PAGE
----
Covid-related staff crisis in schools could see return to remote learning and Christmas shows cancelled
REMOTE learning may be reintroduced in some schools amid warnings of a "staffing crisis".
The body that represents principals and vice-principals said that if the current situation continues then "short-term, temporary closures" will be necessary.
The warning came as teaching unions called for school Christmas shows and carol services to be cancelled.
Maxine Murphy-Higgins of the ICTU's education group has written to minister Michelle McIlveen saying it was "imperative" her department responded to increased levels of infection in schools.
A separate letter to Ms McIlveen from the president of the NAHT highlighted an increasing number of Covid-related staff absences.
Graham Gault pointed to "serious difficulties in maintaining safe staffing levels in schools" and an "unprecedented" shortage of subs and classroom assistants.
Mr Gault said principals were "particularly concerned about children with additional needs" who may be denied the required support.
He said funding cuts meant schools were unable to "compensate for even small amounts of staff absence".
His letter said the situation was "having a detrimental impact on many aspects of a principal's core business, including safeguarding".
"Our schools can go no further – we urgently need the Department of Education to clearly inform parents that schools may not be able to sustain normal service and will move to remote provision if safe staffing levels cannot be secured," the letter concludes.
Mr Gault told The Irish News last night that he didn't "take lightly" writing directly to the minister but felt the seriousness of the situation merited it.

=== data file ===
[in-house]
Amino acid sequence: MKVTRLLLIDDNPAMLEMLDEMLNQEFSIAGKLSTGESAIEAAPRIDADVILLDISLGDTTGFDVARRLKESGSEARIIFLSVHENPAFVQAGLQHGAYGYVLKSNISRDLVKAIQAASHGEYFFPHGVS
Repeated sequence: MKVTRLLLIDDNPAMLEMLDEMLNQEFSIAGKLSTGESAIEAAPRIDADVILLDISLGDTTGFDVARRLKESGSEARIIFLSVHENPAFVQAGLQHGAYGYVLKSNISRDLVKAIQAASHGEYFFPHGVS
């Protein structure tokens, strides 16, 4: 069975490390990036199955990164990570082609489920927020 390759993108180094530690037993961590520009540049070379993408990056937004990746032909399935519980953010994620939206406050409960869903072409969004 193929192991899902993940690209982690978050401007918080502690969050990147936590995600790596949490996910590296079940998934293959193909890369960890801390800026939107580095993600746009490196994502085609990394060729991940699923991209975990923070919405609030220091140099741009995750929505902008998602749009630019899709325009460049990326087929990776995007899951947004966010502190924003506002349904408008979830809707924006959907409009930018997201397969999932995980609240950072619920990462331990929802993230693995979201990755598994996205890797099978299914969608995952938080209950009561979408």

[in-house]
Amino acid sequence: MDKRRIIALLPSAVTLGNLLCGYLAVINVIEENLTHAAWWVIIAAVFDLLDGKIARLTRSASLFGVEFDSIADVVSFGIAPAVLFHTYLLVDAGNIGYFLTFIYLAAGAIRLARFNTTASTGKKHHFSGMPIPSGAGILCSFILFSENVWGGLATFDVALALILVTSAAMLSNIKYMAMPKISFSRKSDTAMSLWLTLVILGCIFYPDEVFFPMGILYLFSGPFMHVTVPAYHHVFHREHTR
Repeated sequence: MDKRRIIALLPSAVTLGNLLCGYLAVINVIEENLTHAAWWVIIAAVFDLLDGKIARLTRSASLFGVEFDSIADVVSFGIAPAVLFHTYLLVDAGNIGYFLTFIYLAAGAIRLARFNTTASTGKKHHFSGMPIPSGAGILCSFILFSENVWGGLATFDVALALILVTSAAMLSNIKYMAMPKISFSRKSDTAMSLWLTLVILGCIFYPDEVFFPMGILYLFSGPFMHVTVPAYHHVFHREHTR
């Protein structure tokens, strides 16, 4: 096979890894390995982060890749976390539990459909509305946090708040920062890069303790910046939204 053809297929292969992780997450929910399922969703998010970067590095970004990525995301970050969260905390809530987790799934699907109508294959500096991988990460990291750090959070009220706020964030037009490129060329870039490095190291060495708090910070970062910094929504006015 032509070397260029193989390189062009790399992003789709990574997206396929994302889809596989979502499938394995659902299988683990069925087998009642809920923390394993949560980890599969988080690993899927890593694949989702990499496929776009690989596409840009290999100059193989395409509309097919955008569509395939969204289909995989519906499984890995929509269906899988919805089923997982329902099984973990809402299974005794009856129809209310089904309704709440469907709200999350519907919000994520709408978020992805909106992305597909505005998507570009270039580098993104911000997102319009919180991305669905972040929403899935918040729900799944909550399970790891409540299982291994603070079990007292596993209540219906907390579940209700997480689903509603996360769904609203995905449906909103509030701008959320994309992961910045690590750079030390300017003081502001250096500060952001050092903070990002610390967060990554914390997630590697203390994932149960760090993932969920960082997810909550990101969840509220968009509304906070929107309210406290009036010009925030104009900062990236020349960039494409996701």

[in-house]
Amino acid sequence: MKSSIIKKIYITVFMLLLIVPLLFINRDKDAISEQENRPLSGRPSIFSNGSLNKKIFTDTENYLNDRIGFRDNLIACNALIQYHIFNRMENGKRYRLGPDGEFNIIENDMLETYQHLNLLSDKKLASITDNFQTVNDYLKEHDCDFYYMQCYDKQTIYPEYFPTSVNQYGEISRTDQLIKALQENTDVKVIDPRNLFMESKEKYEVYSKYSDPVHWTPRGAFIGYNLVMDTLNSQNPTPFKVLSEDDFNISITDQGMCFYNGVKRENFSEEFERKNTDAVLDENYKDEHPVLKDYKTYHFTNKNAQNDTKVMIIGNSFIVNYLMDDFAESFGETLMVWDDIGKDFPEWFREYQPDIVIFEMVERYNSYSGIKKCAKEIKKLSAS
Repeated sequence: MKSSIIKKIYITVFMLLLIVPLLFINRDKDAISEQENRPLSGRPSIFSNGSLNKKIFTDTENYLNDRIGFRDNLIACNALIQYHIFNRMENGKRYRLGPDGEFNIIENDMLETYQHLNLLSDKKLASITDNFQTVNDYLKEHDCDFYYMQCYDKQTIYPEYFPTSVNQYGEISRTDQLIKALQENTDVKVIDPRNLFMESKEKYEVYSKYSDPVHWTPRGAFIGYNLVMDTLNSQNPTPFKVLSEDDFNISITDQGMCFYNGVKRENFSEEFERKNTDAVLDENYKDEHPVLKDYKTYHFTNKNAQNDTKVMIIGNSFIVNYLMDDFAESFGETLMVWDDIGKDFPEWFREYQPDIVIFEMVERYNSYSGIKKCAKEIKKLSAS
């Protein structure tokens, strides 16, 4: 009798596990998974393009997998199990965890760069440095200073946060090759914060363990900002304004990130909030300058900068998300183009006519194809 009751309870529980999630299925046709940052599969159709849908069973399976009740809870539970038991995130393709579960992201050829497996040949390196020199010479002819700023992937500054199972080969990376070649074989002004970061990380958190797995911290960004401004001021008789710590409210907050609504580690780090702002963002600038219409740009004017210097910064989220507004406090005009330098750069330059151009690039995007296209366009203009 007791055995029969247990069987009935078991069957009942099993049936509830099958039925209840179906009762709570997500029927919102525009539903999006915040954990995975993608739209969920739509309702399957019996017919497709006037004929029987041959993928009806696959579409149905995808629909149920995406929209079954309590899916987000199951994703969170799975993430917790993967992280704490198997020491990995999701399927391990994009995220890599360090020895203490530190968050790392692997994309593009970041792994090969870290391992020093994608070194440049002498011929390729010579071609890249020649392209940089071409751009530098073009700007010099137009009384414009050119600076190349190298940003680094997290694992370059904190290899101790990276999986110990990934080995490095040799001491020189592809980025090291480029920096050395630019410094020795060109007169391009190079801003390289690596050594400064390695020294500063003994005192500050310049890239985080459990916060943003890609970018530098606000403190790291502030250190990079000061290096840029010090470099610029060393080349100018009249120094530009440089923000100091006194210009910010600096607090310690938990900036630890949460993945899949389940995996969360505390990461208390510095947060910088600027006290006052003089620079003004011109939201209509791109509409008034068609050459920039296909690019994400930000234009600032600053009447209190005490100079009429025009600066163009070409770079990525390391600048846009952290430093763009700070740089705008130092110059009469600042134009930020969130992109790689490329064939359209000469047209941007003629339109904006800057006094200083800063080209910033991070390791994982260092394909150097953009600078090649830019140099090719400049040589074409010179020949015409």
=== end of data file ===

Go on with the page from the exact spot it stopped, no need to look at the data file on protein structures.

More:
"In the most simple terms, if safe levels of staffing cannot be maintained, schools will be forced to make very difficult and unwelcome decisions," he said.
"If the situation deteriorates any further, this will become increasingly the case."
The NAHT president acknowledged that the minister was unable to "magically produce the required staff".
"She cannot perform miracles, but neither can our principals," he said.
"I ask the minister to make it very clear to our parents and communities that continued staffing issues may require short-term, temporary closures at individual school level."
The Department of Education said officials were aware of the pressures being faced but said there were currently no plans to return to remote learning in all schools.
"Any decision to do so would be taken by the executive and would be based on medical and scientific advice," a department statement said.
"The department is aware of the ongoing difficulties faced by some schools in securing appropriate cover as a result of staff absence, and acknowledges that individual schools may need to consider a short period of remote learning for a class or classes, in response to local circumstances."